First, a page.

95% of last year’s LIT Graduates went directly into employment or further studyNew LIT Graduates hear that 95% of last year’s class went directly into employment or further study, with three quarters working in the Mid West
The President of LIT has challenged the validity of the current blueprint for Irish third level education - the seven-year-old Hunt Report.
During the opening 2018 LIT conferring ceremony in the Moylish Campus, Wednesday, October 31, 2018, Professor Vincent Cunnane questioned whether the blueprint published in 2011 is still relevant for the sector and the challenges it now faces.
In the course of his address Prof Cunnane also revealed the results of the HEA’s Graduate Employment Survey of 2017, which shows that 95% of last year’s LIT graduating class either went directly into employment or further study.
“That means that only 5% were looking for employment after graduation. This figure is particularly significant when compared to the national youth unemployment rate of 13.9%,” he said.
“And its not that people are going into poorly paid jobs in other parts of the country, or that they have to emigrate. The average salary for someone graduating from LIT last year was just over €26,000, with one third of those graduates on a salary of over €30,000 per year. About three quarters of last year’s LIT graduates are working in Limerick, Clare or Tipperary.
“Results like this do not happen by accident. They happen because the staff of LIT work hard to deliver an education that makes students as work-ready as possible. LIT graduates are plugged into the economy,” he told the class of 2018.
“This creates a virtuous cycle. You get good jobs, and employers invest here in the Mid West because you have the skills, the knowledge and the attitude that the modern workplace needs.”
Prof Cunnane explained that to ensure LIT graduates are prepared for a changing workforce, staff at LIT challenge themselves everyday to progress and develop courses to meet the demands of industry.
Many of these ambitions and targets are set out in LIT’s Strategic Plan, launched this year, which puts it on a trajectory to become a Technological University, underpinned by the values of support, accessibility, equity, innovation and excellence.
Meanwhile the Hunt Report, published in 2011 outlines Government policy which includes the imperative that institutes of technology should merge, face more international competition, and fundamentally change.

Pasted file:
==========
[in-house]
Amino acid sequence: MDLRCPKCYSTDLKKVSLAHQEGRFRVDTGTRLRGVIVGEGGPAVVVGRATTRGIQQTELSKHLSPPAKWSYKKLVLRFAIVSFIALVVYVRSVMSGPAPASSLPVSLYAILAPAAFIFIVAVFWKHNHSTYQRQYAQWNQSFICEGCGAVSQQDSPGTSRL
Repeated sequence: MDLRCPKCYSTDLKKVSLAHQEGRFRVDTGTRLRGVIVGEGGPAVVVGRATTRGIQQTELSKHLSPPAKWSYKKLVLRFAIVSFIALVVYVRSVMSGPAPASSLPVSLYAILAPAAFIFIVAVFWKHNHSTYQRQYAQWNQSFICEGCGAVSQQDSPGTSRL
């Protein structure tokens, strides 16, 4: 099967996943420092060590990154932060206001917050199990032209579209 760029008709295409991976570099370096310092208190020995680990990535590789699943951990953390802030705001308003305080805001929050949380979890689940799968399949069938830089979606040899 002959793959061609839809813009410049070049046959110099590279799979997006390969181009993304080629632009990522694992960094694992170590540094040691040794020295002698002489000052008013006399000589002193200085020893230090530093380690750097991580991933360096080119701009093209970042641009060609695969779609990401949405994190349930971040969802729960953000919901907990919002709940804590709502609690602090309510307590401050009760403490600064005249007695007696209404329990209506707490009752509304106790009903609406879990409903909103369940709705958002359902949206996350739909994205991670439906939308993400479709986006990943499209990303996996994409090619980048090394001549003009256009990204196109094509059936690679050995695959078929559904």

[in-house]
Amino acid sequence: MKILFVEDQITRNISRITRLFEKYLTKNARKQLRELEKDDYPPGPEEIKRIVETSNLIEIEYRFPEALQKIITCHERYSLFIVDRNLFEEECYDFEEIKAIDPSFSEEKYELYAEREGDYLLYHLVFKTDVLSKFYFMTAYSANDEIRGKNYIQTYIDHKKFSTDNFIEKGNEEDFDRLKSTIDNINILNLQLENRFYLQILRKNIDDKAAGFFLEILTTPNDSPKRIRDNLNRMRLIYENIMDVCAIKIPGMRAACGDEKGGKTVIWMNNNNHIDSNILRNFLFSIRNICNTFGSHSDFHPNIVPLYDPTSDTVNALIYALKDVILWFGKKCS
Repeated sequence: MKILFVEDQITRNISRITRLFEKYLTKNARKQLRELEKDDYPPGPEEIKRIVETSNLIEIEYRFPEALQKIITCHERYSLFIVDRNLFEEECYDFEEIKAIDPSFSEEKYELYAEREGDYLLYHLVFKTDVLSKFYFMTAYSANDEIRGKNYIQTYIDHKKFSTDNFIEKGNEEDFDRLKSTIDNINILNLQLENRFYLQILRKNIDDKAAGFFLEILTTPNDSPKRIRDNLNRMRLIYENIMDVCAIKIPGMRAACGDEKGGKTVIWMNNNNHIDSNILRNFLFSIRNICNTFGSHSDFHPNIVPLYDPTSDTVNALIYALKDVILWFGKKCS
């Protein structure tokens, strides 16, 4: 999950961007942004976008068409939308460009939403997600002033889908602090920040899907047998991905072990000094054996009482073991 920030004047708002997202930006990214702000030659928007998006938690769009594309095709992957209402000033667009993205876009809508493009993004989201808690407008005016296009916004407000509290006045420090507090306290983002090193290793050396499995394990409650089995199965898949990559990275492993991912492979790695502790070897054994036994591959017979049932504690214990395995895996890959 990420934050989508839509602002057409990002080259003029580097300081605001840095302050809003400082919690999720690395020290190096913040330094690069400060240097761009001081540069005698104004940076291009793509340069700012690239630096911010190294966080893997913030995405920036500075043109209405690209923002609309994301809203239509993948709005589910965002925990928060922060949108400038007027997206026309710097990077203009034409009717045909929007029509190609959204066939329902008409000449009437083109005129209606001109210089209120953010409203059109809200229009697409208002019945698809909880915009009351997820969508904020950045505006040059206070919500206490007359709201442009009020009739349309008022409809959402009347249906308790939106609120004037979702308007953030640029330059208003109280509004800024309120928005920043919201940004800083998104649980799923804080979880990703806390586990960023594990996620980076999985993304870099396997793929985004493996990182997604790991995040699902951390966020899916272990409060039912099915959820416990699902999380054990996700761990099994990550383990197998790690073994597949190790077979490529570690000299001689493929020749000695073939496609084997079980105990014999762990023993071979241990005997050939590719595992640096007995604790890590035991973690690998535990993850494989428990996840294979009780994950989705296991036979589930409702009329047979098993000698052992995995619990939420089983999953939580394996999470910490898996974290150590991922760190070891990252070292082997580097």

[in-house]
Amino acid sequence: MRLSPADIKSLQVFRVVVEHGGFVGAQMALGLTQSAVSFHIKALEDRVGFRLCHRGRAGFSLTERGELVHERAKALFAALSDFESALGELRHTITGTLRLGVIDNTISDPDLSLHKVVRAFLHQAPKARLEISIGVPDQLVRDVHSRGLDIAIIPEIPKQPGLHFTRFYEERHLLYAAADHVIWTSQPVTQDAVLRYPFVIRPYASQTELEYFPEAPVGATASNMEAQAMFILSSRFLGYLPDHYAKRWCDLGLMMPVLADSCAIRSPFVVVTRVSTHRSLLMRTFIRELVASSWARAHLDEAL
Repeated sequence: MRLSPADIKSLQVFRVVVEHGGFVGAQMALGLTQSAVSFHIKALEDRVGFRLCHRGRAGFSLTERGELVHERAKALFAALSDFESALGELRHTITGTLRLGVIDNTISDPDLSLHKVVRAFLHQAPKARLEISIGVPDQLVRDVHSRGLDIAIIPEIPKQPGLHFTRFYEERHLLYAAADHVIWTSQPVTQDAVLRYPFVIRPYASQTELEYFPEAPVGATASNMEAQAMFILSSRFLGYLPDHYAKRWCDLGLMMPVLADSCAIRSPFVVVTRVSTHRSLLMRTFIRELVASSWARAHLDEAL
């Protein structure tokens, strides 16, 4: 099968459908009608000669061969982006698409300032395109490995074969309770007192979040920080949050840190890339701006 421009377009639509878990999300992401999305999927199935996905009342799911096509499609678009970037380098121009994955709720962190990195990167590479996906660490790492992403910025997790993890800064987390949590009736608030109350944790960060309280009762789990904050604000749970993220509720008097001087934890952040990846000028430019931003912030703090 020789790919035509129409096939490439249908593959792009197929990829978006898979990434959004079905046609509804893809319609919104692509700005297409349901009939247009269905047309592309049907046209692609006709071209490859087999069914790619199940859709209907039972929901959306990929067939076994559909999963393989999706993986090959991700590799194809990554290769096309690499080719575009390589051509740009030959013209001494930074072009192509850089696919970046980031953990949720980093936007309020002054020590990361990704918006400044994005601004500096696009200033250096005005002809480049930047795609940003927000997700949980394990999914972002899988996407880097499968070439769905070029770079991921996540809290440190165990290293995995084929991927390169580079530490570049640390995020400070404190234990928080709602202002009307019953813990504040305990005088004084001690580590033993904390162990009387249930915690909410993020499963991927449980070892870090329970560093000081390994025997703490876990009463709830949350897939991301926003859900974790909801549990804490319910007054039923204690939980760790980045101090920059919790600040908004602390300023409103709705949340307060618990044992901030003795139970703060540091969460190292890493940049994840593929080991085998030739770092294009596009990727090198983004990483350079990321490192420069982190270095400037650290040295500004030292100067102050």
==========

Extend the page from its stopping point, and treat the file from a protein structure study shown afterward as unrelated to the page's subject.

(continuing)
Prof Cunnane questioned,
“If 95% of our graduates are in employment or further study, if students are coming to us from diverse backgrounds, if we are retaining more students in college, if we are keeping people here in this region, I want to know what we are doing wrong and why we must change so fundamentally? We work for you, your communities, our regional economy and our society. We are delivering.”
He called on the newly appointed Minister for Education and Skills Joe McHugh to review the Hunt Report “in light of the environment we find ourselves in today.”
“The reality is that the challenges this sector faces are very different from when the Hunt Report was published. The biggest challenges to us lies in a policy written in a different time for a different country,” he said.
Approximately 1,600 students from LIT will graduate over five different days in diverse areas ranging from fashion design to marketing; engineering and construction to animation and motion design; and social science to hospitality.
Congratulating the graduates and wishing them well in their future careers Prof Cunnane said,
“You graduates have received your education from an institution whose roots in technical and artistic education go right back to the foundation of the Limerick Athenaeum in 1856. You now join a long line of graduates who have gone before you to take their place in society and to help mould it.
“You graduate today with the knowledge that you have a good education and knowing you have an internationally recognised and respected qualification. I know the staff here are proud of you. I am proud of you. I hope you share that pride, and that your families and communities do too.”